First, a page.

Thursday, August 09, 2007


CNN [and the Associated Press] gets out their freak machine.

This kind of stuff fuels such emlightened forays of the soul as the recent National Review cruise:

The conversation ebbs back to friendly chit-chat. So, you're a European, one of the Park Avenue ladies says, before offering witty commentaries on the cities she's visited. Her companion adds, "I went to Paris, and it was so lovely." Her face darkens: "But then you think – it's surrounded by Muslims. " The first lady nods: "They're out there, and they're coming."


Shawn said...

As for the issue of illegal immigration,The biggest differences over the last 50 years are origin/ethnic demographics, and the ease by which one becomes a citizen. Ironically, It's statistically possible that someone will read this article, considering themselves to be a "Red-blooded American", who is a decendant of European immigrants that came to this country during the turn of the 20 century or WWII - some of whom were stow-aways or lied about their identity. My wife (Dutch/German descent) traces her lineage to a maid that "piggy-backed in" with her wealthy principle. I (an African-American) partially owe my existence to my West Indian grandmother who came her without even being accounted for on passenger manifest. Albert Einstein was investigated extensively by the FBI during the 1930s based on his suspect immigration to the US and letters from concerned citizens about his (at that time, Nazi) German origin; he went on to write numerous affidavits recommending visas for Jews in Germany, and helped form Princeton's International Rescue Commmittee. In fact, how many of us would actually be citizens today were it not for ancestors that wouldn't have been able to stay here under today's standards? Quite frankly, the problem wouldn't be so bad if the path to citizenship weren't so bogged down in buearocracy. I have a friend - software engineer and Carribean-born - that has been carrying a green card for 12 YEARS waiting for his papers to come through. Any attorney or accountant would tell you that if most law-abiding citizens in this country had to wait that long for something that important, they would wind up taking illegal measures themselves.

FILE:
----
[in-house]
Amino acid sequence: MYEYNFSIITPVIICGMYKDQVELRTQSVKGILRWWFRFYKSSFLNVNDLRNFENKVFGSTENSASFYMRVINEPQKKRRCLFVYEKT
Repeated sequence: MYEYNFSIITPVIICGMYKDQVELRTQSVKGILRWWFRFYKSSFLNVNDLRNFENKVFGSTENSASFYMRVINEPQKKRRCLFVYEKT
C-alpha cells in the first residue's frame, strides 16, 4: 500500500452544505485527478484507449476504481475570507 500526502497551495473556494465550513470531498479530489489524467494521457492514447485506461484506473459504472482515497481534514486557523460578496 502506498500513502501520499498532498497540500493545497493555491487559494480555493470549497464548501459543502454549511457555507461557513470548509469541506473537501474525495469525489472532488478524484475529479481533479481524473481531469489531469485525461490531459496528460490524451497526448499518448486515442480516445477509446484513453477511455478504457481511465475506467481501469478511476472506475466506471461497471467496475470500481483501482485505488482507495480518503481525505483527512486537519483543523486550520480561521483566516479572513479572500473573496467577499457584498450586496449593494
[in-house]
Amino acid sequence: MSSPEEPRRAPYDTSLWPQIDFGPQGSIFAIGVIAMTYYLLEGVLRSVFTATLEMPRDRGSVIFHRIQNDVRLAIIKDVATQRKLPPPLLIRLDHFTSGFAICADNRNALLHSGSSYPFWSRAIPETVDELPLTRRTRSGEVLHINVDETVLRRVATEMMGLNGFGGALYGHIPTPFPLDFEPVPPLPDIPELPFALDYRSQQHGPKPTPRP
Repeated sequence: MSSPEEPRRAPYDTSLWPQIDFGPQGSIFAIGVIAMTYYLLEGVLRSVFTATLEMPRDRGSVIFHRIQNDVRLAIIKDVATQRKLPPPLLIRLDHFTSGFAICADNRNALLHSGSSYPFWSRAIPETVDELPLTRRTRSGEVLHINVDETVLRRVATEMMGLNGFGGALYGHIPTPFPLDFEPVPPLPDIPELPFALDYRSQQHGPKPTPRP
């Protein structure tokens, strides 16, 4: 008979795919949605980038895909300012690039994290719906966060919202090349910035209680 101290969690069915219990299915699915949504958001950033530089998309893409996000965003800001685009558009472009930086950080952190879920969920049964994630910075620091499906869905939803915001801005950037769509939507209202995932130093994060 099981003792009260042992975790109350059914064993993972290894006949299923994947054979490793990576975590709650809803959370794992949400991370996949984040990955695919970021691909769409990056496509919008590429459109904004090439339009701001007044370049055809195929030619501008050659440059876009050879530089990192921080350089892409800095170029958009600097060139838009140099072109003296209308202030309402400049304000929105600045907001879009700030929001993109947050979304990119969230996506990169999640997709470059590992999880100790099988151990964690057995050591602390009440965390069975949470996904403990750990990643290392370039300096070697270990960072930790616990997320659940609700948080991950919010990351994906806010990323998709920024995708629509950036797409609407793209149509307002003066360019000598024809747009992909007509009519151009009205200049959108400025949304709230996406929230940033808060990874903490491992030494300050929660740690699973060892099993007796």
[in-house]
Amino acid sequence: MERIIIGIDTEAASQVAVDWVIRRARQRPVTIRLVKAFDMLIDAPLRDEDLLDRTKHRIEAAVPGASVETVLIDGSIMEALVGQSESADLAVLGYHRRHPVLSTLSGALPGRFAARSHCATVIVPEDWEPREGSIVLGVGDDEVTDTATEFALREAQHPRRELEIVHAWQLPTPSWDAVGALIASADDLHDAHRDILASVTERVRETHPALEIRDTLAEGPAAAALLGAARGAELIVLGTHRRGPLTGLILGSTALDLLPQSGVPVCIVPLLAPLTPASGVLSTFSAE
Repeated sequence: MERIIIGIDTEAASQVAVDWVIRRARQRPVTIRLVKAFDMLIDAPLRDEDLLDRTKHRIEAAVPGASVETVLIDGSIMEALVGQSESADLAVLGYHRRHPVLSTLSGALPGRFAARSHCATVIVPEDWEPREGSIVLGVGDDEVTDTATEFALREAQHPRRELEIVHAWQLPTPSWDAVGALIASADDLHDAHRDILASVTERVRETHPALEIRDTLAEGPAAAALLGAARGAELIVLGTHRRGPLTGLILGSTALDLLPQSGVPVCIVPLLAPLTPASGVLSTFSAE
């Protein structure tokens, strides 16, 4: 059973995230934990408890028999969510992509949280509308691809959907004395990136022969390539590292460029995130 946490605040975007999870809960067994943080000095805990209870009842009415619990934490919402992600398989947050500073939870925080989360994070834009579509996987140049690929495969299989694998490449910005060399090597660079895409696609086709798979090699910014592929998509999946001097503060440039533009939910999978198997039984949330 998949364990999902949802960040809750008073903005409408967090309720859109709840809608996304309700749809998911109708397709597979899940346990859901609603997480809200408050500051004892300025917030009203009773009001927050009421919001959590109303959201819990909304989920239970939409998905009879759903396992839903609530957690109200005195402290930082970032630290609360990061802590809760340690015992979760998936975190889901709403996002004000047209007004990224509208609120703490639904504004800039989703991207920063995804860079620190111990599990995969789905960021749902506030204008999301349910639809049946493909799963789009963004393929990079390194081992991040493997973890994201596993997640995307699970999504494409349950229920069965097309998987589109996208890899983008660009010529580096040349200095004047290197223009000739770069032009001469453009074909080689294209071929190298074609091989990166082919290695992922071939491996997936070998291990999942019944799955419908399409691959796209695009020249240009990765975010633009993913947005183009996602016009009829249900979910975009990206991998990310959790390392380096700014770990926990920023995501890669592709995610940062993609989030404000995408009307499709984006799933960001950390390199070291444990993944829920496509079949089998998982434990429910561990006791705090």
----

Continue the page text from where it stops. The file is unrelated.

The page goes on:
Shawn said...

I am a supporter of maintaining immigration laws, and believe in a structured legal path to citizen. My only caveats in that regard are extreme circumstances where immediate amendment promotes the best interest of people having an immediate need: war refugees (Bosnia, Sudan), religious/enthic persecution (China, Jews during the Holocaust, ethnic clensing in Sub-Sahara Africa), etc. That said, I speculate there is an underlying point to this article: the root tension that people have over demographic shift is based just as much in class/race/ethnicity as in the question of illegal immigration. One proof of this can be observed in many arguments I've heard on the immigration issue, including some comments made here - outrage over people that apparently refuse to embrace American culture, and continue to speak their language in public. Honestly, this has little to do with ILLEGAL immigration as immigrants -
legal or otherwise - may be inclined to do so regardless of their citizenship status. That has been a historical fact of this country. And as far as the assertion of what "American culture is", let's get one thing straight: the
strength and spirit of American culture partially rests in the fact that America has ALWAYS been an amalgam of cultures. So why is it that we, historically, have had no problem with ongoing influx of European influence, but now raise a stink with Hispanic and Asian culture? I grew up in Cincinnati, OH: a place that (as I found from my military travels) looks distinctly German in some areas, and even celebrates it's own "Oktoberfest". I now live in Denver, Colorado: a city that saw is earliest growth from a surge of European and Hispanic immigrants (many illegal) willing to work in the mines of the Rocky Mountains. I've spent most of my life listening to people that were regarded as "cultured" for continuing to speak German, French or Italian around town. So why is it that we now have a problem with someone that chooses to maintain their Hispanic heritage - regardless of whether or not they are citizens? Sounds like hypocrisy. I refuse to believe that we'Ve becoming "Land of the free, and home of the 'I got mine, but it sucks to be you!'"

Anonymous said... of the free. What are you smoking?